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Medieval Wall Painting
in the
English Parish Church

Nether Wallop Hampshire (†Winchester) C.15

The Warning to Sabbath Breakers

Warning to Sabbath Breakers, Nether Wallop

Christ stands centrally, as usual with this subject. Both his arms are raised and he would once have been surrounded by various tools of various trades. Many of these are impossible to identify now, but some light is shed on them by the following extract.

The information following is from the Nether Wallop website – “Between Our Lord’s feet is a plough, which divides the stubble from the furrows; by his left foot millwrights’ tools and a mill-rind; between Our Lord’s legs, cobblers’ tools, an awl and a knife; above these, a slater's zax and a horseshoe; by His left hand a trader’s scales and quern; at His left shoulder a saw and a bobbin of yarn and above His right shoulder, what are thought to be the tools of a forester, an axe, a catapult and a net. The best position to view this mural is to stand at the east end of the north aisle, beneath the white marble wall tablet to Francis Gosling. A miller’s mill-rind is the central part of the upper mill wheel made of wrought iron, which secures the stone wheel to the vertical driving shaft. As a rebus, the mill-rind was used by the Miller family in their coat of arms. They may be seen on two ledger stones in the chancel”. I can no longer see the plough, but the mill-rind is the curiously shaped object to the immediate (onlooker’s) left of the arch shown at the bottom of this photograph.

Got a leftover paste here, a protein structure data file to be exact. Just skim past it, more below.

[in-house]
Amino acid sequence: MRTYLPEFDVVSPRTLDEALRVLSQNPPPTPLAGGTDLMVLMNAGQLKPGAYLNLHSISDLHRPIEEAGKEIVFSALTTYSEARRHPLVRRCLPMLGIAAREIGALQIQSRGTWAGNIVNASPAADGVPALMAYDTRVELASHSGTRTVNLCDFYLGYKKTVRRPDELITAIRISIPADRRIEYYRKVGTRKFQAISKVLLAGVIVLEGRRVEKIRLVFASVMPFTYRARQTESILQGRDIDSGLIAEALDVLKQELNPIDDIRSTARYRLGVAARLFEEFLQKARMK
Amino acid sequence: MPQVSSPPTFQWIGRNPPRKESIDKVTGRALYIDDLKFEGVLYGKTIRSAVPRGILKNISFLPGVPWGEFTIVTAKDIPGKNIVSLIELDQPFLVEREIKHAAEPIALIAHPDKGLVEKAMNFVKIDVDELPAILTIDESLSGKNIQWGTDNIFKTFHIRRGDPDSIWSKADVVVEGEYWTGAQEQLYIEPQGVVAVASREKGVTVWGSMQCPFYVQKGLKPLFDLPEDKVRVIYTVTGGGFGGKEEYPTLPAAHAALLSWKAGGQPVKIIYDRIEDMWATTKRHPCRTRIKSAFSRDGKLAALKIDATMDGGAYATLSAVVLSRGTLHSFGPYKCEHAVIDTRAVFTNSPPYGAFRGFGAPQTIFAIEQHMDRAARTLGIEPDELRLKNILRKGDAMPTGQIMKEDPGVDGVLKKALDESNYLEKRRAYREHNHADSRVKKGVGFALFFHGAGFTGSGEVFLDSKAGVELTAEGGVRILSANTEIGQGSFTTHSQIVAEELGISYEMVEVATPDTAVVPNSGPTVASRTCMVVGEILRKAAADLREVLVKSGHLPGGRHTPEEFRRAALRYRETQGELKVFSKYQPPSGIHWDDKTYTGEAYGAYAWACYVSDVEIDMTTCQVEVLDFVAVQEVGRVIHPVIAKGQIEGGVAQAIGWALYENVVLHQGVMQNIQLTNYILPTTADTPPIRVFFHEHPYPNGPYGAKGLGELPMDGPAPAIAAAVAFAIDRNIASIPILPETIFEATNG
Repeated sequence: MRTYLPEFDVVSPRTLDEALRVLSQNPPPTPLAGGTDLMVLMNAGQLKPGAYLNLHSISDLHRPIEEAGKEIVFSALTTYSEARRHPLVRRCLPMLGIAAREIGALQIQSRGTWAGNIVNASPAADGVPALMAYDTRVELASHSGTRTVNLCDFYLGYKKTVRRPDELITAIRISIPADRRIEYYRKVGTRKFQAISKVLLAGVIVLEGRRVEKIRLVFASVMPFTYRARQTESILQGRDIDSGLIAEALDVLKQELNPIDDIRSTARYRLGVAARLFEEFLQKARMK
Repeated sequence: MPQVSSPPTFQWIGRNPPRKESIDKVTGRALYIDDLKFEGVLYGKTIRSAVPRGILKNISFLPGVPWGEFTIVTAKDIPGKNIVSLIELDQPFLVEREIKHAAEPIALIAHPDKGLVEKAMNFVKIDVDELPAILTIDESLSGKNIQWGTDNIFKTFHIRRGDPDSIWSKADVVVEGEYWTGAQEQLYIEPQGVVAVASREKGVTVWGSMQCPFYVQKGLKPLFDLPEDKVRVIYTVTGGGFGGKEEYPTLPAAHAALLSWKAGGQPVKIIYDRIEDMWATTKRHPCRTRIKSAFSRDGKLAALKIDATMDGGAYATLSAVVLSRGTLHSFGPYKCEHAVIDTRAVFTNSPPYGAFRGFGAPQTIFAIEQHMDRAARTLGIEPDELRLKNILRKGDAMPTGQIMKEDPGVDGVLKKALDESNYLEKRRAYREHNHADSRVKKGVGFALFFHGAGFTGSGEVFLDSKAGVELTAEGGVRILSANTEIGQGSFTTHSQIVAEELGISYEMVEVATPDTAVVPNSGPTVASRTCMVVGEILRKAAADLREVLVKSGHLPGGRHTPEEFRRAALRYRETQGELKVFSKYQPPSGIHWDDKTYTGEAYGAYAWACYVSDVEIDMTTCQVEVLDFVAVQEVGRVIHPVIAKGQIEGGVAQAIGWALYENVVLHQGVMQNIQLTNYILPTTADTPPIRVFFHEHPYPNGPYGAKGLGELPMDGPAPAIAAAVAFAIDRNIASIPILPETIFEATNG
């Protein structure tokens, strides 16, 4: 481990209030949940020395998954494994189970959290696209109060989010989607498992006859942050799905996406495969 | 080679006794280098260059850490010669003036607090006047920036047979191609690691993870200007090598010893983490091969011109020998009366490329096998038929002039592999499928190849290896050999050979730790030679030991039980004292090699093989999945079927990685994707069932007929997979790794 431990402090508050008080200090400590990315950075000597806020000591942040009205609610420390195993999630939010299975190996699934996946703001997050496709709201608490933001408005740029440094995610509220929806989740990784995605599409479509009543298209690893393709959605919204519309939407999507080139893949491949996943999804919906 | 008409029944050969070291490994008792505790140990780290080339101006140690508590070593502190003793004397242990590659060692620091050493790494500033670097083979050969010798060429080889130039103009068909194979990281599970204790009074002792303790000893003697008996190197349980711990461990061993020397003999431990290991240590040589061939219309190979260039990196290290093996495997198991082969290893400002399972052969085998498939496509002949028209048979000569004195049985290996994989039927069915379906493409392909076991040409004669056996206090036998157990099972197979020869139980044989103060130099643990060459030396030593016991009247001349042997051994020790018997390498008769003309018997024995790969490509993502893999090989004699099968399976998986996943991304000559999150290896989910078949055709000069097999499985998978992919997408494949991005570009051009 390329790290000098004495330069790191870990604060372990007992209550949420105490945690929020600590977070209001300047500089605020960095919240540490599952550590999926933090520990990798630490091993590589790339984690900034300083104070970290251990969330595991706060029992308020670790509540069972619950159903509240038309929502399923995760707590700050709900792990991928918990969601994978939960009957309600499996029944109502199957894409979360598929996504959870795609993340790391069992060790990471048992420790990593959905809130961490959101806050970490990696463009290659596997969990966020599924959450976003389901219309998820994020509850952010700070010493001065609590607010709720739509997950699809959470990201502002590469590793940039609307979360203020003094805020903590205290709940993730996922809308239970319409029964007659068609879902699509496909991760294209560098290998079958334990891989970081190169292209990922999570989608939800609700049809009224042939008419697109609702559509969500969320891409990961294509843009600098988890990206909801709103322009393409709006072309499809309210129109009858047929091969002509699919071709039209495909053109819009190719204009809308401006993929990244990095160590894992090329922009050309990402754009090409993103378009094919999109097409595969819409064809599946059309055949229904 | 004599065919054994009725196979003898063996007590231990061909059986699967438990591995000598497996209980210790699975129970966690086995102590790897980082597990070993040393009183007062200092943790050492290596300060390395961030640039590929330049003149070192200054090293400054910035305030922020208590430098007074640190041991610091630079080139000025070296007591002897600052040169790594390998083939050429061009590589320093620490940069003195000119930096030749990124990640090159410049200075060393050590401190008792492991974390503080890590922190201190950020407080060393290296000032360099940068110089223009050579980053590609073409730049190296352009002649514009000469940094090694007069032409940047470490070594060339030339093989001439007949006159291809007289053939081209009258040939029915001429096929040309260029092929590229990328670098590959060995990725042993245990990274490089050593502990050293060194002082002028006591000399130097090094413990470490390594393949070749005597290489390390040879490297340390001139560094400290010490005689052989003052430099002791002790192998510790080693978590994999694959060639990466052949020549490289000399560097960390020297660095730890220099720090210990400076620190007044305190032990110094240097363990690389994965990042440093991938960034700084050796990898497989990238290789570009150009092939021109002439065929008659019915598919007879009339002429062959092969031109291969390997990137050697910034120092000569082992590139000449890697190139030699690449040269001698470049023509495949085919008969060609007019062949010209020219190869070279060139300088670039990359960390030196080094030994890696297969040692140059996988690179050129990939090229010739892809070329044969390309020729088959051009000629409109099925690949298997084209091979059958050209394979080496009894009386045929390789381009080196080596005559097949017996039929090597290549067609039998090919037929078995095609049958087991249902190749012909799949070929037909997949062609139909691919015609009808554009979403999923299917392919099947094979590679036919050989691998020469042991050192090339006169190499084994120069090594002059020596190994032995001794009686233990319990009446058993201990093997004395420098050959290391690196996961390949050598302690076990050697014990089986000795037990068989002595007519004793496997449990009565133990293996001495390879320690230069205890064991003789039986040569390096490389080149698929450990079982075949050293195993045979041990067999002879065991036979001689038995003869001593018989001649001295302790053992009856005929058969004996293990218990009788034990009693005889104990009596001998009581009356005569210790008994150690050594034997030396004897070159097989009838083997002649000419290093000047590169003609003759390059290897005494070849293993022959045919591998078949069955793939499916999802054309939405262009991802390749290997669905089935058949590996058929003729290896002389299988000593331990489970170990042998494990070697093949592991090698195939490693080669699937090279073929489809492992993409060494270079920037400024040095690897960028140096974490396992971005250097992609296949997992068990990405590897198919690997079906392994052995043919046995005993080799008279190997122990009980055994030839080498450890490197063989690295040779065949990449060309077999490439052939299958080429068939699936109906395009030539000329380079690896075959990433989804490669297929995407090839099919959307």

The Arms of Sir William Sansum

Following this link will take you to a photograph of a mill-rind being used, and to the right is one represented heraldically on the arms of Sir William Sansum. They seem to have come in various shapes and sizes, and there are other mill-rinds surrounding Christ in the examples of this subject at Breage (between Christ’s legs at knee level) and St Just-in-Penwith (the hollow square object just above Christ’s right elbow), both in Cornwall. No doubt there were once many more. I have long been puzzled about this piece of machinery, and it is useful to have its purpose finally made clear. Ubiquitous in the English landscape, the mill and its component parts would have been an obvious choice to make clear to an illiterate populace the iniquity of working on the Lord’s day.

† in page heading = Diocese